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DURBAN, South Africa — South Africa was already beset by rampant poverty. The pandemic exacerbated the struggle for many of the country’s poorest. Now weeks of riots have left stores torched, shelves empty and many hungry.
President Cyril Ramaphosa has reassured the country that “immediate food relief” was being distributed in the wake of deadly unrest that saw access to food disrupted after trucks, warehouses and shops were burned and pillaged.
But in towns around Durban, the hard-hit capital of the KwaZulu-Natal province, that relief wasn’t to be found.
“I don’t know how they operate, I don’t know how they work, I don’t know where they are,” Patrick Bilai, a pastor, said of the government. “If we wait for them then we’ll start seeing more graves.”
As he stood at the end of a road in a pristine beach town on Sunday, Bilai told NBC News he felt close to tears as he watched a group of volunteers from a restaurant chain load up his car with food.
“I’ve had old women come and knock on my door and they fall down and they say they are hungry,” Bilai said. “This is a lifeline for someone. Tonight someone will go home and eat.”
While South Africans deliberate the root causes of the recent unrest — gross inequality, political rivalries and historic cultural divides — a common theme is government failure.
The riots began as demonstrations over the arrest of the country’s former president Jacob Zuma, who faces a swath of corruption charges related to a 1990s arms deal and an inquiry into corruption during a nine-year tenure that ended in 2018.
His reign cost the country’s economy more than an estimated $35 billion — about a tenth of the overall gross domestic product — if not double that, Ramaphosa said at the Financial Times Africa Summit in London in 2019.
In that time, an additional 3 million South Africans slipped below the poverty line, according to government data. It means the poor account for more than half of the country’s 58 million people.
Hunger and malnourishment rates have also nearly doubled. The 1.8 million people without enough food in 2008 increased to 3.8 million by 2020, according to the United Nations’ Food and Agriculture Organization. Nearly a quarter of children are stunted — falling behind in physical growth and mental development because of inadequate nutrition.
“The picture was bleak to start with,” said Lise Korsten, co-director of the Centre of Excellence in Food Security at the University of Pretoria.
Blaming the poor for the recent unrest would be unfair, Korsten said. But it’s easy to see how people in desperate circumstances could be manipulated to act out for political or criminal purposes. “A hungry adult is an angry adult,” she said.
Like those who suffered the most from funds siphoned from government coffers, it was the poorest without stocked pantries and reliable vehicles who struggled in the aftermath of this month’s riots.
“If things are like this, we can’t get to the shops, we can’t get to the malls. It’s really sad for the country,” said a 29-year-old woman in a town north of Durban, while receiving privately donated formula, bread and diapers. She asked to remain anonymous out of fear she could be targeted in the event of another round of unrest.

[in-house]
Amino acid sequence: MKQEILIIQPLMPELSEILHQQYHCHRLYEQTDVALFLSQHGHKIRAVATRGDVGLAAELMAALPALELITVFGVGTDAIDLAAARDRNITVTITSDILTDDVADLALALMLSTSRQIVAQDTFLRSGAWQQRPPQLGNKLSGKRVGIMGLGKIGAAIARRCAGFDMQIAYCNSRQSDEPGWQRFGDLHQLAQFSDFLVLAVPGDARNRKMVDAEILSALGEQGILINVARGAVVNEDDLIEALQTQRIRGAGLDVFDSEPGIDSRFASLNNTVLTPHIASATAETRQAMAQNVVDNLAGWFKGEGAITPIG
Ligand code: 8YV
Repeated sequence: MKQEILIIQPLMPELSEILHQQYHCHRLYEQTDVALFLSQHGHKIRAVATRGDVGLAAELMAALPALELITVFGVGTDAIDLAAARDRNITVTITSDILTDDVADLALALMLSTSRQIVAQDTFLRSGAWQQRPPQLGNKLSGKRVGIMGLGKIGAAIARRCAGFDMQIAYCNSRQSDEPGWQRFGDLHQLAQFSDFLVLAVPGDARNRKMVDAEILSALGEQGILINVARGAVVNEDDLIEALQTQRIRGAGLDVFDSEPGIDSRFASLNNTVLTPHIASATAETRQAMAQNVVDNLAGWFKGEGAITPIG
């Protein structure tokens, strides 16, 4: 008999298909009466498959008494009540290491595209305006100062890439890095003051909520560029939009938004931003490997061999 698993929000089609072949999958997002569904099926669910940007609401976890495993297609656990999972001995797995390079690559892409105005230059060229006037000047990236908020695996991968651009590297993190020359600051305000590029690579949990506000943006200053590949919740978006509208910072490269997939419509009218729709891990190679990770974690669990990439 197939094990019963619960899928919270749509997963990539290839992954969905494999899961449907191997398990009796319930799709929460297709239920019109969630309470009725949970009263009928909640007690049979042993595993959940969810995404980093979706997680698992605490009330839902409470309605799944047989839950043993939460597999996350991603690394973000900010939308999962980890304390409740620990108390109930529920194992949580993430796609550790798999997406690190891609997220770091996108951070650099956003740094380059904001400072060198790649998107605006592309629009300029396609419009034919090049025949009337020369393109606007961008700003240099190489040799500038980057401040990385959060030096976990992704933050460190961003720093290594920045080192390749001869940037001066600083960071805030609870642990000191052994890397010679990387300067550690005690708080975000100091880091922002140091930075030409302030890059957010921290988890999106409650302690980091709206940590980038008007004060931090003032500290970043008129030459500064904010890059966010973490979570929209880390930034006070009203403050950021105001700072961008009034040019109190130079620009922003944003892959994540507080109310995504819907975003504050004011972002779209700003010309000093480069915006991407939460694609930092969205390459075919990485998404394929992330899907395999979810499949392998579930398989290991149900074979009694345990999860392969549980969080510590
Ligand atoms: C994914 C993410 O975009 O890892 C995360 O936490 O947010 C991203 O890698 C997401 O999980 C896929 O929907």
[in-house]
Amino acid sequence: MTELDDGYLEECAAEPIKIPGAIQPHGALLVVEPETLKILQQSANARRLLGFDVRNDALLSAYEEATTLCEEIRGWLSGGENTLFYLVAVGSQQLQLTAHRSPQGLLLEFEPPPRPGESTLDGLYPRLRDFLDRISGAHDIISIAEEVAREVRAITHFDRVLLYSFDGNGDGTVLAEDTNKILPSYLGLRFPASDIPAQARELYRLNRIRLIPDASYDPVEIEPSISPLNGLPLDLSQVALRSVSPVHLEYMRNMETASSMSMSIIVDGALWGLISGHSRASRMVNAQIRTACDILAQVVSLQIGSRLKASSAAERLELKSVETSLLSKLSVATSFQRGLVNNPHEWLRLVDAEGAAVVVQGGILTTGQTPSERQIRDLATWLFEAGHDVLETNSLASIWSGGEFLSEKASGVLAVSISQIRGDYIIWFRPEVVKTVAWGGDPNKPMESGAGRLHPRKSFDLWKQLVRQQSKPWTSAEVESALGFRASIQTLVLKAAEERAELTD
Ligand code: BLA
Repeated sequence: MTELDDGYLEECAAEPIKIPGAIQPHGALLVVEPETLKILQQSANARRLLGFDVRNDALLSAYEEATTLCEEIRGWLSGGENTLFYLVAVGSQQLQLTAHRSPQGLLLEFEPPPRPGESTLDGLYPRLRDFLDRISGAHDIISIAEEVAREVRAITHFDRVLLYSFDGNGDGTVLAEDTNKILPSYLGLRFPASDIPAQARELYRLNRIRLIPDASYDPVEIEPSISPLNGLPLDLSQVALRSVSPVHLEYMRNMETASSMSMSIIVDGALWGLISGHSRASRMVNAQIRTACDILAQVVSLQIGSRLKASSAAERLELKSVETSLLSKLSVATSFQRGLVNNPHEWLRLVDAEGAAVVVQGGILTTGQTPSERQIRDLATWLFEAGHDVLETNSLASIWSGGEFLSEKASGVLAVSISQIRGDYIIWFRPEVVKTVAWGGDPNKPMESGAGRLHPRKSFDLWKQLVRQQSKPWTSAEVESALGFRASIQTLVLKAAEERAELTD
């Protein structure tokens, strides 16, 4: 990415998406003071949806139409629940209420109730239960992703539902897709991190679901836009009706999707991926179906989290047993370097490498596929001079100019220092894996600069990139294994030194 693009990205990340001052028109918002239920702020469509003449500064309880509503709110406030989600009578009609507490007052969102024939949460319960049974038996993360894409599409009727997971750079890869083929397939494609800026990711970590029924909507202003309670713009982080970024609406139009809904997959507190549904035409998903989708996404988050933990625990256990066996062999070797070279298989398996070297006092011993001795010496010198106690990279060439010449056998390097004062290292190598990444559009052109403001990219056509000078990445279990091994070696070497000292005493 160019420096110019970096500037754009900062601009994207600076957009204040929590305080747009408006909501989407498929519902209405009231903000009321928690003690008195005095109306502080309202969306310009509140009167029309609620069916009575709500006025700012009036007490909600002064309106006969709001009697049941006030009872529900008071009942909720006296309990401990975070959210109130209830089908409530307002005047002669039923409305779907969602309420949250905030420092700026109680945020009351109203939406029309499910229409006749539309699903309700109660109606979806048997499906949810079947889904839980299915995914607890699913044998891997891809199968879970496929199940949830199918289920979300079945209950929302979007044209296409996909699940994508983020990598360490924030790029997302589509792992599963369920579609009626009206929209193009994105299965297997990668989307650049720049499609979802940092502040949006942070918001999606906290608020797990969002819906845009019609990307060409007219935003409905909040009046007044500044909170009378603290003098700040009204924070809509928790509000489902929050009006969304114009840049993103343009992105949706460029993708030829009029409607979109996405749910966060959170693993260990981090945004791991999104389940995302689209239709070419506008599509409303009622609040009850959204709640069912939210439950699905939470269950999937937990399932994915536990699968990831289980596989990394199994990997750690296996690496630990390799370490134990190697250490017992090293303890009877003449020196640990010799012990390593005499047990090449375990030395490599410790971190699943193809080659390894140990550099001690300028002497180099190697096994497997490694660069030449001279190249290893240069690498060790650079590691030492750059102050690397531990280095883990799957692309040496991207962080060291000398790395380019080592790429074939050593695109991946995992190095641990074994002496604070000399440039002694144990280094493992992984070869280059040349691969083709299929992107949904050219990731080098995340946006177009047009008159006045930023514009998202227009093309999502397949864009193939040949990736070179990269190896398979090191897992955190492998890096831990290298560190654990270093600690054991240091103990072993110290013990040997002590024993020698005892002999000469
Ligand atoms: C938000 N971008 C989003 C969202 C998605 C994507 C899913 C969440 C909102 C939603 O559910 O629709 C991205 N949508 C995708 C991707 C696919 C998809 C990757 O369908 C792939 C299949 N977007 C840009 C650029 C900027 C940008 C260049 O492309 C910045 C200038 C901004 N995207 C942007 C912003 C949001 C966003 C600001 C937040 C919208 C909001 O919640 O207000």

Carrying her 2-year-old son, she said she relies on a child benefit grant that amounts to just over $30 a month per child to survive. “This thing of unemployment, it’s spreading each and every day,” she said.
The situation for many has been exacerbated not just by the riots but by the pandemic that has shuttered businesses amid lockdowns and killed tourism.
The government established a temporary grant in response, which ended this year. It was not available to everyone and, at barely $25 a month, many still struggled.
In the absence of sufficient help from the state, Korsten said businesses filled the void to ensure that food that couldn’t be exported because ports were closed was redistributed throughout the country. “But that’s not the long-term solution we need,” she said.
Instead, Korsten envisions a culture of home and community gardens, and even community kitchens, that would help ensure that people aren’t just being fed basic grains and sugar to fill their stomachs but eating healthily.
Until the government launches such programming, individual South Africans are taking the lead.
When Nonhlanhla Joye was diagnosed with cancer in 2014, she could no longer work and had no other source of income or aid. Desperate, she took inspiration from her farming parents and began to plant her own garden in sacks of soil, she said.
It worked. With an abundance of vegetables, she started to sell produce and realized the power a simple garden could offer a household. “I made it a mission in my life, to actually teach people to grow their own food,” Joye said.
She formed the cooperative Umgibe Farming Organics, and it has since expanded around KwaZulu Natal, employing hundreds of both young people and grandmothers and feeding thousands.
While the pandemic and riots disrupted production, she said the cooperative pushed ahead as they saw the need for food escalate. It’s also given her hope by putting the realities of inequality in the spotlight.
“What has just happened should be a lesson,” she said. “We should be asking ourselves what lesson were we meant to learn from … this food security issue in this country.”